The Bangladesh experience: 3 global travel vloggers reveal their stories
Several foreign travel vloggers have visited our country, entertaining Bangladeshis and the rest of the world with their videos on our food, culture, sights and sounds, and people. Their vlogs never fail to create a buzz on YouTube and social media. In the spirit of the upcoming World Tourism Day, we decided to speak to three such vloggers — Mark Wiens, Doug Barnard, and Brent Timm — to find out their experiences and thoughts on tourism in Bangladesh.
They have bragworthy numbers of subscribers and followers; they have those staggering numbers of likes and views — now, for their insights…
Travelling through Bangladesh: Memories and highlights
First of all, if you watch their videos, you would become pleasantly surprised by the extent of their journeys. From rural escapades to bustling areas, our three vloggers covered quite a lot of Bangladesh.
To illustrate, when Doug Barnard came to our country, he attended two weddings, took the steamer to Barishal, and celebrated Valentine's Day and the spring festival at Dhaka University, among other things.
One of his favourites was a trip to Bandarban. "When people think of Bangladesh, they picture crowds and a very busy and hectic place. Many foreigners don't know about the serenity that exists here," he expressed.
Meanwhile, Brent Timm went to a premiere of Barbie, visited a garment factory, haggled in local markets, hiked through Lawachara National Park, and much more.
He also spent an Eid in our country, which is a memory he cherishes. Another is watching a cricket match in Sylhet. "I had never seen a cricket match live before. The excitement was just insane. It was crazy — the experience, the energy!" he exclaimed.
On the other hand, Mark Wiens is a food vlogger travelling around the world. In Bangladesh, his taste buds were surely hard at work — with street food, the bhortas, kachchi biriyani, mezbani beef, and so on.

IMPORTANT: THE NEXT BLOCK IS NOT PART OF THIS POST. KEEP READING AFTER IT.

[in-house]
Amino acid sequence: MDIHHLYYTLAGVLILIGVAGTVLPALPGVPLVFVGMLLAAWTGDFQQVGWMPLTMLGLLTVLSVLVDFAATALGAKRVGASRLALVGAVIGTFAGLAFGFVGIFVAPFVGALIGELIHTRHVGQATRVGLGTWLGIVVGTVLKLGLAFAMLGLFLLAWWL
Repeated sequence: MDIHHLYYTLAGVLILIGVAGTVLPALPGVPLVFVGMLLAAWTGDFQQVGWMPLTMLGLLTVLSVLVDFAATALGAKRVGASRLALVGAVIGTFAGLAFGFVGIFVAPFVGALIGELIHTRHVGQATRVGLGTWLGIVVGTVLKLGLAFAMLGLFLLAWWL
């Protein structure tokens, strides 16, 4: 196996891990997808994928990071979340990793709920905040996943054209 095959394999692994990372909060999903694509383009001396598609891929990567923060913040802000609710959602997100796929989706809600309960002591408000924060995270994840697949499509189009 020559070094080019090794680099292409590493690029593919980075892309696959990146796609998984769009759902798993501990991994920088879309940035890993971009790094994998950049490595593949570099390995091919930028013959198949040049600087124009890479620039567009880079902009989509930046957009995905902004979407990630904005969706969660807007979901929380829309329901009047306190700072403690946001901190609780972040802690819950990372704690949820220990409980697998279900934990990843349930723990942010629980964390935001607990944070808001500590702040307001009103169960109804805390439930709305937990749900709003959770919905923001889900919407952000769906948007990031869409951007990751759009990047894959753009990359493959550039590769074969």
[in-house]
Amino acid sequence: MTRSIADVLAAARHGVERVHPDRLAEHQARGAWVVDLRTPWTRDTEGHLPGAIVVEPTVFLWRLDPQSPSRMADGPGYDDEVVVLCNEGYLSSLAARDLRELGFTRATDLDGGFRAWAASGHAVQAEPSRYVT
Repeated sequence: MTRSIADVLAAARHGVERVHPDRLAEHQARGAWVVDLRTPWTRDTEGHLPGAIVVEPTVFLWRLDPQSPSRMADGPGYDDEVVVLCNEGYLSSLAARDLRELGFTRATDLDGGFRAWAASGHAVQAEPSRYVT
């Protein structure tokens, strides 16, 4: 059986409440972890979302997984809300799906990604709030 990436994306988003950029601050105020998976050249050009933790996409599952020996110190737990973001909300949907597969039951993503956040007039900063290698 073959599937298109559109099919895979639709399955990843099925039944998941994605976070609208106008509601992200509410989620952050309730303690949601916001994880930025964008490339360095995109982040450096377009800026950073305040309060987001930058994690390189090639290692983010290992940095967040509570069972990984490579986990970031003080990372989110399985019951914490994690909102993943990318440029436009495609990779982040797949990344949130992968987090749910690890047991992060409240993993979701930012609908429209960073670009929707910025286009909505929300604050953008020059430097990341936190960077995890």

If he had to pick just one as his favourite, he informed that it would be hilsa curry with mustard oil (perhaps referring to shorshe ilish).
The bumps along the way: Any challenges or feedback?
"You could always say the traffic!" Mark laughed out loud.
An eerily similar answer came from Brent; it was even that same laughter!
Also, stating that change and progress take time, he shared, "I really wanted to go to the Sundarbans and Sajek. It seemed very difficult to get information to go to those places and to find easy transportation."
He admitted that even as a seasoned traveller, he had to struggle.
Doug too pointed out about the lack of tourism infrastructure.
Putting Bangladesh on the tourism map
"I think Bangladesh has a big tourism potential," Doug continued. "For now, it may mostly appeal to those who want real, authentic, unfiltered, travel experience; which, in my experience, is the best kind of travel.
"There's a ton of potential to promote ecotourism. Before I went there, I really didn't know much about Bandarban and Sundarban and all these places. If you look at Bangladesh on a map, it's a fairly small country. I was amazed by the diversity of the different areas."